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In-depth reviews

Ford Puma review - Engines, performance and drive

The Puma’s proven 1.0-litre EcoBoost units are a known quantity, but the mild-hybrid system isn’t flawless.

Overall Auto Express Rating

4.0 out of 5

Engines, performance and drive Rating

4.2 out of 5

  • Fun, Fiesta-like driving characteristics
  • Strong three-cylinder engines
  • Practical, with clever storage features
  • Slightly cramped cabin compared with rivals
  • Some rivals have better quality interiors
  • No diesel option for now

Ford’s reputation for fun family cars has been sealed with models like the Focus and Fiesta, while the original Puma - though short lived - is another prime example of the Blue Oval’s proficiency in chassis development. 

Much the same can be said of this Puma, thanks in the main to the Fiesta chassis that sits beneath it. It links up with a solid 1.0-litre EcoBoost engine to deliver a family crossover that’s good to drive. 

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When we pitted the Puma up against the Renault Captur and Peugeot 2008, we hailed the Ford as being “easily the best to drive.” The driving position is fundamentally sound, and once you’re settled in, you’ll quickly see why the Puma has won plaudits.

Get on the move and the steering feels light - even if you put the Puma into the Sport mode using the drive mode selector. But, it’s well resolved for a car like this, accurate, keen to re-centre and with a great steering ratio. There’s a good level of grip too, so immediately the Puma feels like a crossover that you can flick through corners nicely. The six-speed gearbox is lovely, too, while Ford’s engineers have also done a good job with the Puma’s suspension. 

Even with the sports suspension on the ST-Line model, the damping is very well set up and it has a decent level of compliance. It all comes together to mean that the Puma has brilliant composure and the ability to offer an engaging drive.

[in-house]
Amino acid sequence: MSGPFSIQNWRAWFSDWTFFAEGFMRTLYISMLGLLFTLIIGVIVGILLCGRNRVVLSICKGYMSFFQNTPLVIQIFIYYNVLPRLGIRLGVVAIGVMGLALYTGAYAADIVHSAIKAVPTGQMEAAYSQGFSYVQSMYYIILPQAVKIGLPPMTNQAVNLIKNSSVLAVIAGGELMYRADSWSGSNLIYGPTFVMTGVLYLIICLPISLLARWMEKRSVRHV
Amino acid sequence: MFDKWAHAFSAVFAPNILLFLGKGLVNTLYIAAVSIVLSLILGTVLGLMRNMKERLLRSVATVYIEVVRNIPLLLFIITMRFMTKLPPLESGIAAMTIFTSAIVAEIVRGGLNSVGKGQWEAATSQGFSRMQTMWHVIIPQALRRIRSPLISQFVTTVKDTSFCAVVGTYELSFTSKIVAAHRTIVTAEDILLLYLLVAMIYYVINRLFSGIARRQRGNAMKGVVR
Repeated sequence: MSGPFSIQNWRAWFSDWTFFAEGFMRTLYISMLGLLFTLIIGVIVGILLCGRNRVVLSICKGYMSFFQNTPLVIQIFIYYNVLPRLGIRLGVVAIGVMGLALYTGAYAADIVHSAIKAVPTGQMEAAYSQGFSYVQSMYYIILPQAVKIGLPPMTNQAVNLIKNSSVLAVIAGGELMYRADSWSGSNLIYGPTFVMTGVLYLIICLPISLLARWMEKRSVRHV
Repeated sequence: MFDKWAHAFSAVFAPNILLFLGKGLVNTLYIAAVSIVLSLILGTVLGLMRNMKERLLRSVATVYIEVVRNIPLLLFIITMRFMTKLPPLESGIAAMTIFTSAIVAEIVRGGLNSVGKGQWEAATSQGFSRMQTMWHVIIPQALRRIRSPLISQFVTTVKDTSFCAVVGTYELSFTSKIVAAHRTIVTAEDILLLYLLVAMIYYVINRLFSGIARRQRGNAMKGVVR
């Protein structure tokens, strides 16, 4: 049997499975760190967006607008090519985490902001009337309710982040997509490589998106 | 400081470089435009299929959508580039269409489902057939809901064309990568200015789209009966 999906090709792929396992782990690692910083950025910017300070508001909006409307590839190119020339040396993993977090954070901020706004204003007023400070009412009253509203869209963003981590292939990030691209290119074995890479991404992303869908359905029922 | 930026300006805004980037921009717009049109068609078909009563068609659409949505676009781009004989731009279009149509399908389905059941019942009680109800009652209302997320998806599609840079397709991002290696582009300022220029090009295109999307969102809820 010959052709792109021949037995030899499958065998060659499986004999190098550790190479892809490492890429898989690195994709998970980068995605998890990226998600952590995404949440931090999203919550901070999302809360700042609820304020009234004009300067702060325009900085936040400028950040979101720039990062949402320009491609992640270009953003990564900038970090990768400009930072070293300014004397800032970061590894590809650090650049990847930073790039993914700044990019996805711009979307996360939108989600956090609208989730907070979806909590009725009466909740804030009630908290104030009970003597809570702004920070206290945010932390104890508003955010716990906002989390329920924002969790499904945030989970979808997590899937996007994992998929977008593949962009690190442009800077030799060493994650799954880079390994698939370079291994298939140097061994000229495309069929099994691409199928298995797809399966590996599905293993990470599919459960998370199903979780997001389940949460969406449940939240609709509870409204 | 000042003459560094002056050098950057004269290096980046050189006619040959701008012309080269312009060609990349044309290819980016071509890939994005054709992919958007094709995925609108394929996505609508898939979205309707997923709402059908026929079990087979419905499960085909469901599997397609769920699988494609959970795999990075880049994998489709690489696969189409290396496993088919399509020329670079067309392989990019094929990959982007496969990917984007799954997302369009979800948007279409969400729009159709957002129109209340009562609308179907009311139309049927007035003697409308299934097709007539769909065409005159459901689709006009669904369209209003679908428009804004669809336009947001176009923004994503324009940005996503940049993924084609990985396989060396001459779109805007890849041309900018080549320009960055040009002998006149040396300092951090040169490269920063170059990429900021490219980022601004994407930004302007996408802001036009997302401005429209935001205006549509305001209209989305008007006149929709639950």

Engines, 0-60 acceleration and top speed

All three engines are based on the same 1.0-litre engine block, but there’s quite a difference between them, owing to the Puma’s various drivetrain technologies and power outputs. 

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More reviews for Puma SUV

The 1.0-litre EcoBoost engine has been a really strong contender in its various applications over the last few years, and the Puma is another vehicle where this small engine shines. It may no longer be the outright best three-cylinder engine on the market and some engines - such as the TSI units used in the Volkswagen Group cars - may be more refined these days, but you shouldn’t be disappointed. 

The 123bhp and 170Nm torque served up by the base model is enough for most family motoring, propelling the Puma to 62mph in 10.0 seconds and on to a top speed of 119mph. However, we’d wager the one to pick is its 48-volt mild-hybrid counterpart, which is only £280 more on the price list. 

Pick this one and the power stays at 123bhp, but torque improves to 210Nm thanks to the small amount of electrical assistance. Top speed is still 119mph, but the 0-62mph time falls a little to 9.8 seconds. The real benefit is lower CO2 emissions from the exhaust pipe and better running costs from improved fuel economy, which we’ll come to on the next page. 

The only downside to the mild-hybrid system is that to fill the small battery pack with energy, the Puma features a very minor amount of brake energy regeneration. It’s set at a constant, unchangeable level, that’s just about detectable when you lift off the throttle and feel the car slow more quickly than it otherwise would, and takes a little getting used to.

If you need more power, the 153bhp car has you covered. It also has braking recuperation that cannot be altered in strength, but it takes 8.9 seconds to reach 62mph from standstill and goes on to a top speed of 124mph. It’s the fastest model for now, until the 197bhp Puma ST arrives.

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